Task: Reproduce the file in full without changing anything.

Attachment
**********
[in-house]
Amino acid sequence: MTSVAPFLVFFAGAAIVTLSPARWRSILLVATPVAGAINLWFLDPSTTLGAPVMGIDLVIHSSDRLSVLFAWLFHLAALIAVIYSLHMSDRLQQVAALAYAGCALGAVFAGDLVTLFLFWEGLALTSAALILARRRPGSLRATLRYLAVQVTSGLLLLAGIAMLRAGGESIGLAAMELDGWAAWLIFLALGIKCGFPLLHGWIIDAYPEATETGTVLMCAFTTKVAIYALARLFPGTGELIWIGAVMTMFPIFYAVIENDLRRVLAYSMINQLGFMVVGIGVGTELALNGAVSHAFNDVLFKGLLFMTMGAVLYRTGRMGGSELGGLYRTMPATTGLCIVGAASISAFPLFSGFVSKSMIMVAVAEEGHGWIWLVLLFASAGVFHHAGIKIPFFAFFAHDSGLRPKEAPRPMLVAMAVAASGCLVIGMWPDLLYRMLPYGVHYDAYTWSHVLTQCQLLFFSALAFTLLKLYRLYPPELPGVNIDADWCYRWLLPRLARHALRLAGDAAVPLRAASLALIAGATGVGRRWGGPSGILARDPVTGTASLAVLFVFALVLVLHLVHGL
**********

[in-house]
Amino acid sequence: MTSVAPFLVFFAGAAIVTLSPARWRSILLVATPVAGAINLWFLDPSTTLGAPVMGIDLVIHSSDRLSVLFAWLFHLAALIAVIYSLHMSDRLQQVAALAYAGCALGAVFAGDLVTLFLFWEGLALTSAALILARRRPGSLRATLRYLAVQVTSGLLLLAGIAMLRAGGESIGLAAMELDGWAAWLIFLALGIKCGFPLLHGWIIDAYPEATETGTVLMCAFTTKVAIYALARLFPGTGELIWIGAVMTMFPIFYAVIENDLRRVLAYSMINQLGFMVVGIGVGTELALNGAVSHAFNDVLFKGLLFMTMGAVLYRTGRMGGSELGGLYRTMPATTGLCIVGAASISAFPLFSGFVSKSMIMVAVAEEGHGWIWLVLLFASAGVFHHAGIKIPFFAFFAHDSGLRPKEAPRPMLVAMAVAASGCLVIGMWPDLLYRMLPYGVHYDAYTWSHVLTQCQLLFFSALAFTLLKLYRLYPPELPGVNIDADWCYRWLLPRLARHALRLAGDAAVPLRAASLALIAGATGVGRRWGGPSGILARDPVTGTASLAVLFVFALVLVLHLVHGL